Instant Replay: Flyers 4, Canucks 3 (SO)

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Instant Replay: Flyers 4, Canucks 3 (SO)

BOX SCORE

VANCOUVER, British Columbia -- Early in the season, Steve Mason was the sole reason the Flyers weren’t losing games by four or five goals a night.

That was largely the case again Monday against the Canucks, as Mason kept the Flyers in a game they ought to have lost badly. Mason finished with 41 saves, added three more in the shootout, while Vinny Lecavalier scored the game-winner on the Flyers' first shootout attempt and the Flyers won, 4-3.

It’s only the second time the Flyers have won back-to-back shootouts in team history. The only other time was in March 2006 against Montreal and Carolina.

At the end of the first period, the Flyers trailed in shots, 13-7, despite leading 1-0. After two, they had been outshot 28-16, though they were tied 2-2. They finished the night with 27 shots compared to the Canucks’ 44.

It was the most shots they’ve given up in regulation all season, but Mason kept them in it the entire night.

The Flyers weren’t playing as poorly as they had been in October or early November, but the Canucks simply outplayed them. The Canucks put together strong chances. They exposed the Flyers’ sometimes-unreliable defense, and they shut down the Flyers’ red-hot power play.

But Mason, who’s had an up-and-down past few weeks, looked a lot like the goaltender he was to start the season. He stopped multiple Canucks scoring chances that likely would have beat most any other goaltender.

And thanks to him, they escaped Vancouver with two points they didn’t exactly deserve.

Lucky start
It’s not that the Flyers had a bad first period, but they were fortunate to be up 1-0 on Mark Streit’s goal after 20 minutes. They were outshot in the opening stanza and the Canucks had a few good chances on Mason, who, by the way, looked a lot sharper right at the start of this one than he did a couple days ago in Edmonton.

Which is it?
Just under three minutes into the opening period, Canucks winger Daniel Sedin was called for hooking Streit … but Streit was called too, for an unsportsmanlike penalty -- apparently, he dove on the play. An official shouldn’t be able to call a penalty on a player and accuse the player who was the target of the infraction for exaggerating. Either Sedin hooked Streit or he didn’t. Which was it?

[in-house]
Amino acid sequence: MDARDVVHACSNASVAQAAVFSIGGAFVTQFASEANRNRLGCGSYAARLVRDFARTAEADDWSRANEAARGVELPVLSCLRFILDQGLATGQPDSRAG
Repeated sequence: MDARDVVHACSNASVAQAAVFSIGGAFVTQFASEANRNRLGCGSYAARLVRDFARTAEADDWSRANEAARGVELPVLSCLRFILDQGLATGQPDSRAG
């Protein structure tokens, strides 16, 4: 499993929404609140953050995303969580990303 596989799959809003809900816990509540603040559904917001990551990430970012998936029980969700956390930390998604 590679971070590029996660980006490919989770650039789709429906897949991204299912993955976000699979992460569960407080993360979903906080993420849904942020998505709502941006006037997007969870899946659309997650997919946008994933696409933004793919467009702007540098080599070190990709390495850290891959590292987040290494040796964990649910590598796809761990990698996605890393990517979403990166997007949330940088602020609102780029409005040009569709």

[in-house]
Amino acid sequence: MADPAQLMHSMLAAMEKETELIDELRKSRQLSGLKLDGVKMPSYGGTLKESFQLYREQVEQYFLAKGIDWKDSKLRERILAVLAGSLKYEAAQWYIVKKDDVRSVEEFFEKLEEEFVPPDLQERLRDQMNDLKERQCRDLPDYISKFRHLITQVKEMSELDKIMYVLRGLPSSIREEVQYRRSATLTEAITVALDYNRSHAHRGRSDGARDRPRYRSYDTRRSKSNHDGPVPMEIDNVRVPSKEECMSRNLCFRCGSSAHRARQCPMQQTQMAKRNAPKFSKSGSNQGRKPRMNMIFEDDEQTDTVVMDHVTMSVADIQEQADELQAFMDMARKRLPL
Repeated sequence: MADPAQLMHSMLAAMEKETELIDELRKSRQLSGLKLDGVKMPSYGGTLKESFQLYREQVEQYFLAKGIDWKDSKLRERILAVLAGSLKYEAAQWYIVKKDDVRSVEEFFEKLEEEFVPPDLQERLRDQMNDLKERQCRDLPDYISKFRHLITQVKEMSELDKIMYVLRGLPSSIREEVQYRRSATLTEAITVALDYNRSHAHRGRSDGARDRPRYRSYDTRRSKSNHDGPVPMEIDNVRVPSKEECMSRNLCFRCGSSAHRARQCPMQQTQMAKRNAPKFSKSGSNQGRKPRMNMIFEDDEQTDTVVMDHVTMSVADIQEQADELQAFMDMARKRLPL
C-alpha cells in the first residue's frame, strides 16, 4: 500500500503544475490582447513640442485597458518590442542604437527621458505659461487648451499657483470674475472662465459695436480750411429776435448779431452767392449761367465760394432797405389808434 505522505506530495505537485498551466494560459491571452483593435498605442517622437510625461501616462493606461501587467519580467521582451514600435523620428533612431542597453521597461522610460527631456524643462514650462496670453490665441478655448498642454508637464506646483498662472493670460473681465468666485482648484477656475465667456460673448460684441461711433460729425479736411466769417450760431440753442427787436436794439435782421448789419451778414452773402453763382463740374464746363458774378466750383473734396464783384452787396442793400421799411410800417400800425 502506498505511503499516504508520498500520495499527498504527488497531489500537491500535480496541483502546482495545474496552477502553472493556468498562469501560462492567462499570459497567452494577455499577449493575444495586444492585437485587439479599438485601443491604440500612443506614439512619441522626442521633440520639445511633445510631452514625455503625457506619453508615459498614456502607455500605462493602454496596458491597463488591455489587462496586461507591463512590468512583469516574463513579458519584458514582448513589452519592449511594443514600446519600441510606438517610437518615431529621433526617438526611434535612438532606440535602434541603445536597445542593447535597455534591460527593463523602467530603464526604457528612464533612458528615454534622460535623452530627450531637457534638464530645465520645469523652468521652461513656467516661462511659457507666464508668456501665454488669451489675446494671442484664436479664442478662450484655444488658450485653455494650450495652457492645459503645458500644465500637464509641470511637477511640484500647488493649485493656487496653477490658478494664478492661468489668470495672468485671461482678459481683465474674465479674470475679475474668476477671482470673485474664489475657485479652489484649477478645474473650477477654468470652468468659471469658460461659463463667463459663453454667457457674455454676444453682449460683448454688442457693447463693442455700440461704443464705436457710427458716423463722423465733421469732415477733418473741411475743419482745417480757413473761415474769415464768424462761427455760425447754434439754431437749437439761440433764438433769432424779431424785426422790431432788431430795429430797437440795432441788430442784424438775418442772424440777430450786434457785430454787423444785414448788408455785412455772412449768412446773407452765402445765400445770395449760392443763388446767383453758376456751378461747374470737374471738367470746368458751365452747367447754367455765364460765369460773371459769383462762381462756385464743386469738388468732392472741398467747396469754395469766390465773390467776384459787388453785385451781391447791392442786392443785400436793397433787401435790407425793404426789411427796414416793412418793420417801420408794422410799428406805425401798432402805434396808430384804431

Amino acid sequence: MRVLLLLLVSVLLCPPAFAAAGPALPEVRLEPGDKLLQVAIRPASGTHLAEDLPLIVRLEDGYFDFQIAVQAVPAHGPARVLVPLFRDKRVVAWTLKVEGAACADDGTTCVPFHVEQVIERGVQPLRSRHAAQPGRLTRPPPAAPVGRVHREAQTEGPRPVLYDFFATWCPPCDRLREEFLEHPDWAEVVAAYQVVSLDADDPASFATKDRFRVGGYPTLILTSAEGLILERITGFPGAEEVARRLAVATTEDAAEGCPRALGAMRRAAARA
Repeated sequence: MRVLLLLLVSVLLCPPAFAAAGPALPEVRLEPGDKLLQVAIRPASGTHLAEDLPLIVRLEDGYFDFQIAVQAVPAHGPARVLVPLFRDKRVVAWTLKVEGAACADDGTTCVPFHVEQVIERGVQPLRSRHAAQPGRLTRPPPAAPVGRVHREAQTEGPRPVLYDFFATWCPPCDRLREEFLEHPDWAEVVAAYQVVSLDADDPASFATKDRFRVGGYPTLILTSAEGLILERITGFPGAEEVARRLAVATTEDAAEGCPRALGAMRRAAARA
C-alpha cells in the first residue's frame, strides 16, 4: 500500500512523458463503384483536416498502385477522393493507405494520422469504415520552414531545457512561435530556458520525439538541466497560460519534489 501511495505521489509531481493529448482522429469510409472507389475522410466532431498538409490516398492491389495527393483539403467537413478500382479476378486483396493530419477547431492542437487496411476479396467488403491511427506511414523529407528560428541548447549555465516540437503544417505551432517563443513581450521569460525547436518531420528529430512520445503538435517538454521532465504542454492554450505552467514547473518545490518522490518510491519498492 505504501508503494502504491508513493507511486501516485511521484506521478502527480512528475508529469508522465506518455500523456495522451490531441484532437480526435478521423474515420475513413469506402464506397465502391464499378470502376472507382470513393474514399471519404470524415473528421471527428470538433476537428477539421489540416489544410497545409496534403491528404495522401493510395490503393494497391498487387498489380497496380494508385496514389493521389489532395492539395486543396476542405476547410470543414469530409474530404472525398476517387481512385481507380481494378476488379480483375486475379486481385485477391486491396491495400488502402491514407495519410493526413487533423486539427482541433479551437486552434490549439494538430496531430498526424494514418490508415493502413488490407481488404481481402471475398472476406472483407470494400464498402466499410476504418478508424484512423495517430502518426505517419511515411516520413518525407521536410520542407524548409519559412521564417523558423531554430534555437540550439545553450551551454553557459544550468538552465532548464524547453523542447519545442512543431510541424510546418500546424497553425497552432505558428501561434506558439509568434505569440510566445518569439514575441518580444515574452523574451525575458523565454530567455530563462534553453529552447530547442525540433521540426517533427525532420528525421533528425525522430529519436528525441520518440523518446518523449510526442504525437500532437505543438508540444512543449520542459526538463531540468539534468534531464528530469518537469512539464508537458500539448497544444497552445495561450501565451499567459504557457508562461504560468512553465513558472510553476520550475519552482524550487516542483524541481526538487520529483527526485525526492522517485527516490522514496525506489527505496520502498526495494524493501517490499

The trouble with Coby
Braydon Coburn’s turnover early in the Flyers’ last game in Edmonton resulted in the goal that put the Oilers up 1-0. Monday night in Vancouver, he was guilty of a couple similar mistakes -- one of which would have been a goal, had Mason not laid out to make a staggering save on Chris Higgins.

Giroux’s new record
After his assist on Streit’s first-period goal, Claude Giroux extended his point streak to nine games -- just like eight and seven were, it’s a new career record for the Flyers’ captain. His second-period goal was pure Giroux -- he sure looks like a player who deserves to play in the Olympics.

Sestito? Really?
Tom Sestito – yes, that Tom Sestito -- scored the Canucks’ second-period goal that tied the game 1-1. The Canucks picked up Sestito, the former Flyers tough guy, after the Flyers waived him last year. He scored just two goals in parts of two seasons with the Flyers (and had just five, total, in his career heading into this year), but already has three this season alone in Vancouver playing on the team’s fourth line. 

Raffl’s success
Michael Raffl, who made public Monday that he had made the Austrian Olympic team (see story), had another strong night. Raffl had his third multi-point night in his last 10 games in Vancouver, and continued to solidify.

Tense third
The Canucks thought they'd locked it up in regulation when Sedin beat Mason on a rather soft goal. But Brayden Schenn secured the Flyers at least one point in the final minute of the game, beating Canucks goalie Eddie Lack to tie the game at 3. 

Shootout winner
Lecavalier, who didn’t score on his shootout attempt Saturday, scored the lone shootout goal tonight, beating Lack with a dazzling move.

The end
Wayne Simmonds and Jakub Voracek both saw their point streaks end Monday night. Voracek's ended at nine games, while Simmonds' ended at five.

Facing long NHL draft lottery odds, Flyers land 2017 No. 2 pick